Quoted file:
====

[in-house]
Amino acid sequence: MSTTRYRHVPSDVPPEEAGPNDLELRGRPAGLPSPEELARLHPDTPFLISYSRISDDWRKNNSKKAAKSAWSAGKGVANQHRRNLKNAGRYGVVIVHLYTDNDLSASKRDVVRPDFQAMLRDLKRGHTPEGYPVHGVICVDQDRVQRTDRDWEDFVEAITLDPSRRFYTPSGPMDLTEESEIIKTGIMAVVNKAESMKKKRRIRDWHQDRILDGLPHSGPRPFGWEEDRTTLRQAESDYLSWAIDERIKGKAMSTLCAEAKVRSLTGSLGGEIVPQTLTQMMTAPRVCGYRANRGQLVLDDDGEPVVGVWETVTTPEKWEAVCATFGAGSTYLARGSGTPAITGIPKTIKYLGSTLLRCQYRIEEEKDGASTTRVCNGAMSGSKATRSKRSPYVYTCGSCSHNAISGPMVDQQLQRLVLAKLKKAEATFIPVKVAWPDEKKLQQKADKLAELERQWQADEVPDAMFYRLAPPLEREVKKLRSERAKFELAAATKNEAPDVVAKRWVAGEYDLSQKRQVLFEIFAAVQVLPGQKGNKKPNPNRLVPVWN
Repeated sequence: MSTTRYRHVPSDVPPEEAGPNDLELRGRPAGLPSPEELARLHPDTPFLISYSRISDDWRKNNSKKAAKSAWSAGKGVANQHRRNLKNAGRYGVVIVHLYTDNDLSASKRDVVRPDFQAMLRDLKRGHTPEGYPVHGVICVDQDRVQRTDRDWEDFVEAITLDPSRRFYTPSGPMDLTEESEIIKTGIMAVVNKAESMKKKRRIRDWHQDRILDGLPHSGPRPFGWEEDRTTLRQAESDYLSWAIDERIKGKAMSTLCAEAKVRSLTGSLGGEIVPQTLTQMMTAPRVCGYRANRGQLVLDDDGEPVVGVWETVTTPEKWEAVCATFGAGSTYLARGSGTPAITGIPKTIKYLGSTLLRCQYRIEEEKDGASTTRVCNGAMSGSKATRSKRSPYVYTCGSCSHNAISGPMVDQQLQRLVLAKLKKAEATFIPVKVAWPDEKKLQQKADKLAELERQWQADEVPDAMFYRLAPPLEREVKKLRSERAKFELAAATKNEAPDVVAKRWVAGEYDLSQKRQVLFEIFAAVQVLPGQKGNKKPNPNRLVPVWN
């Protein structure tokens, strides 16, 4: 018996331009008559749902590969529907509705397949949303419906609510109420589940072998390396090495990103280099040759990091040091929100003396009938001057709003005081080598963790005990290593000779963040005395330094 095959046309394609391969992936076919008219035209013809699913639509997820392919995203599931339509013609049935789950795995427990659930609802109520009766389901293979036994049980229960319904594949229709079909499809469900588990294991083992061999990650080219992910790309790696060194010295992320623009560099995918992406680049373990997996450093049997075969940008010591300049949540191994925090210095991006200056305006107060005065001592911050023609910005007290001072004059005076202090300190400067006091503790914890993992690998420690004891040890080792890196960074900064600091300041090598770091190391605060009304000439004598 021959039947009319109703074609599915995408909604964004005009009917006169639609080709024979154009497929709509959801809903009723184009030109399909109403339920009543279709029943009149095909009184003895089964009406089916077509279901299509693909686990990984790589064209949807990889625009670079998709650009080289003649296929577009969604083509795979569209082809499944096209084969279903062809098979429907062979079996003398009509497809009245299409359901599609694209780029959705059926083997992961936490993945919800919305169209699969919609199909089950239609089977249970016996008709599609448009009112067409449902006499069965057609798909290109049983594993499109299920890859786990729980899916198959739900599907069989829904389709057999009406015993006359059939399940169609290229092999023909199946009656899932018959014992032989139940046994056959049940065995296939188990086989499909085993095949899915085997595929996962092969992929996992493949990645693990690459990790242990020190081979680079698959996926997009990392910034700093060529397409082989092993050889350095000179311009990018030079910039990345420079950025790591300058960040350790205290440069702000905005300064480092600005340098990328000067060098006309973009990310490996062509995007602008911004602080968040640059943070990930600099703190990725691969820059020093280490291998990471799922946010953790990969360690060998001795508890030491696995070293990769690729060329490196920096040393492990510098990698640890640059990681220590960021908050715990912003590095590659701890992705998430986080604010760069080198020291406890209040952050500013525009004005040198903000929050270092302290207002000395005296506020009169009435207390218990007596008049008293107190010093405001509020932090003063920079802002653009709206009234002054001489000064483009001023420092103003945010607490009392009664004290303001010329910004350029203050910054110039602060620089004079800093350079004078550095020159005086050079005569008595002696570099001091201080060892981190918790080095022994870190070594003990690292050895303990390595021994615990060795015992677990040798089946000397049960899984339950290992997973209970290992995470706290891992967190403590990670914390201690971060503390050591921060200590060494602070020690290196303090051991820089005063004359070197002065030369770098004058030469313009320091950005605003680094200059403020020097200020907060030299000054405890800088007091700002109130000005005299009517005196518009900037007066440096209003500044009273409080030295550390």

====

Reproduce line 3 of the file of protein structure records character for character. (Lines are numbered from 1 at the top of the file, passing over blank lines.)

Repeated sequence: MSTTRYRHVPSDVPPEEAGPNDLELRGRPAGLPSPEELARLHPDTPFLISYSRISDDWRKNNSKKAAKSAWSAGKGVANQHRRNLKNAGRYGVVIVHLYTDNDLSASKRDVVRPDFQAMLRDLKRGHTPEGYPVHGVICVDQDRVQRTDRDWEDFVEAITLDPSRRFYTPSGPMDLTEESEIIKTGIMAVVNKAESMKKKRRIRDWHQDRILDGLPHSGPRPFGWEEDRTTLRQAESDYLSWAIDERIKGKAMSTLCAEAKVRSLTGSLGGEIVPQTLTQMMTAPRVCGYRANRGQLVLDDDGEPVVGVWETVTTPEKWEAVCATFGAGSTYLARGSGTPAITGIPKTIKYLGSTLLRCQYRIEEEKDGASTTRVCNGAMSGSKATRSKRSPYVYTCGSCSHNAISGPMVDQQLQRLVLAKLKKAEATFIPVKVAWPDEKKLQQKADKLAELERQWQADEVPDAMFYRLAPPLEREVKKLRSERAKFELAAATKNEAPDVVAKRWVAGEYDLSQKRQVLFEIFAAVQVLPGQKGNKKPNPNRLVPVWN